How to paint your dragon
Concept artist Trent Kaniuga unlocks the power of SketchBook Pro to add vibrant colour to your greyscale designs
Anyone who’s drawn on paper or dabbled with paint on canvas will instinctively grasp the basic interface of SketchBook Pro and be able to start drawing immediately. Yet the level of customisation and available functions establish this software as my first choice for illustration and conceptual design.
I’m normally not the kind of artist to do a lot of either photo bashing or photo manipulation. I like to dig in and get lost in the storytelling of character and environment design. SketchBook Pro removes the clutter of unnecessary functions from the main canvas, enabling you to develop an organic, natural grit and grain in your artwork without all of the fuss of menu diving. This means you’re able to spend more time focusing on your character designs and getting your ideas down on the canvas.
Despite it’s simplicity, I’m still discovering new ways to use SketchBook Pro’s many features, and I’d like to share a few tips to get you started with it. In this workshop I’m also going to share with you my process from thumbnails, to basic composition, character design and finally how I use layer effects to add colour for a finished polish pass.
1 What do I want to paint?
The most important step in creating any image is to know what you want to accomplish. This establishes our yardstick, and it’ll define when the image is complete. In this case, my intentions are to create an illustration of an epic battle from my comic Twilight Monk, featuring one of my established characters. I use the text tool in SketchBook Pro to write out my idea: “Capture the intensity of a tiny monk fighting a mythical beast.”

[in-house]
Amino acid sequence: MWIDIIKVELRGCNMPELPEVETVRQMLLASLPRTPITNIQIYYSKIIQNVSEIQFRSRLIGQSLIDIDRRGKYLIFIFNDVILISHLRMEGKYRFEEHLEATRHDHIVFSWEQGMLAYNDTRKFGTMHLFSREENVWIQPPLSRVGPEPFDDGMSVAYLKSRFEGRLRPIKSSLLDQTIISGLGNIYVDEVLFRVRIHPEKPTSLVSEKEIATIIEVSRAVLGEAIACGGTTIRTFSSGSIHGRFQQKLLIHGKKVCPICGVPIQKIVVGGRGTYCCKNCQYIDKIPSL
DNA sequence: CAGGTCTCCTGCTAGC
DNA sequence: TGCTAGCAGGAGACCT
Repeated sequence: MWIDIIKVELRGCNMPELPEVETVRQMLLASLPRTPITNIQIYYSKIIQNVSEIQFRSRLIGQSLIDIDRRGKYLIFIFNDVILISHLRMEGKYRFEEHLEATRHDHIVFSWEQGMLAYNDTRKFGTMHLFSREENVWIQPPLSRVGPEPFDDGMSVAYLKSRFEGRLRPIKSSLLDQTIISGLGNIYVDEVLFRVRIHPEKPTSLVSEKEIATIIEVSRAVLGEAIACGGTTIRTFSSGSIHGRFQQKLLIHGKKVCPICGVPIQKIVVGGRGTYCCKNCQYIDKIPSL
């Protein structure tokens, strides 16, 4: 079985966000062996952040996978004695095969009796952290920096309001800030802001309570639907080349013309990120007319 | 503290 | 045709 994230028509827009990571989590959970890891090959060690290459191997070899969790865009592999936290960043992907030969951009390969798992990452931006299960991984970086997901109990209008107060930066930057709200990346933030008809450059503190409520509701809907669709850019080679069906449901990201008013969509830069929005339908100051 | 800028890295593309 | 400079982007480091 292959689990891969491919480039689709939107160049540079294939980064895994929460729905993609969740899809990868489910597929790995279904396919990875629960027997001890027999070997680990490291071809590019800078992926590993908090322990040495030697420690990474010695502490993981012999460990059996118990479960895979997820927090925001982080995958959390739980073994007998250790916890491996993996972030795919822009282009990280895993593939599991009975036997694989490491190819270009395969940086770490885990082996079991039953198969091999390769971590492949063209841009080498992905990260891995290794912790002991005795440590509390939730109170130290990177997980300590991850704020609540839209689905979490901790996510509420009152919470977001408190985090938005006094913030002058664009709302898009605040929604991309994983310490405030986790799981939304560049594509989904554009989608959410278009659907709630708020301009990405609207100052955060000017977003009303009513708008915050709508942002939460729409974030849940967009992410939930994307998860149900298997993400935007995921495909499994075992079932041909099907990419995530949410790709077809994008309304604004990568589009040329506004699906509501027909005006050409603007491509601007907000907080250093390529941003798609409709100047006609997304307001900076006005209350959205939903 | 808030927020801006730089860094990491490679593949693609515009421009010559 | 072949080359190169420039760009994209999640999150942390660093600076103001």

2 Get some shapes down
I set my canvas to 3,200x1,800 pixels, flood it with white and start to just scribble. It’s important to not become intimidated by the blank page. Just blob down any old colour with any old shape. It doesn’t matter what ends up on the canvas – just defeat the fear of the white page. You could also flood the image with a 50 per cent grey. Before long, I’ve got the hint of a small character who’s up against something significantly larger…
3 Produce thumbnails
To show the desired intense combat, I need to depict the main character, Mao Tenza, facing a mighty opponent. The image communicates a basic story arc in its entirety, and creates a few secondary questions. I could choose many angles for this, and create many thumbnails quickly. But I get something that I like right away.
4 Ensuring that the image flows nicely
Here, I want to ensure that important elements in the image are pointing directly where I want the viewer to look. In this case, I’m confident that the viewer won’t be able to miss the dragon’s head (the primary focus), which happens to be pointing directly at the flying figure of Mao (our secondary focus). The beast’s arms, his tail and even his wings will be enveloping the small humanoid figure. This layout further supports the intended story of our image – one of a fight scene where the odds are heavily stacked against the hero.
When you’re blocking in your shapes, it’s best to use large black or grey blobs and loose lines on a new layer, so that you can later adjust the Opacity and knock it back. It doesn’t matter which tool you use, just a large blobby brush will do fine. Zoom out to make sure that your image reads as a thumbnail, and make sure that you’re not creating awkward tangents in your composition.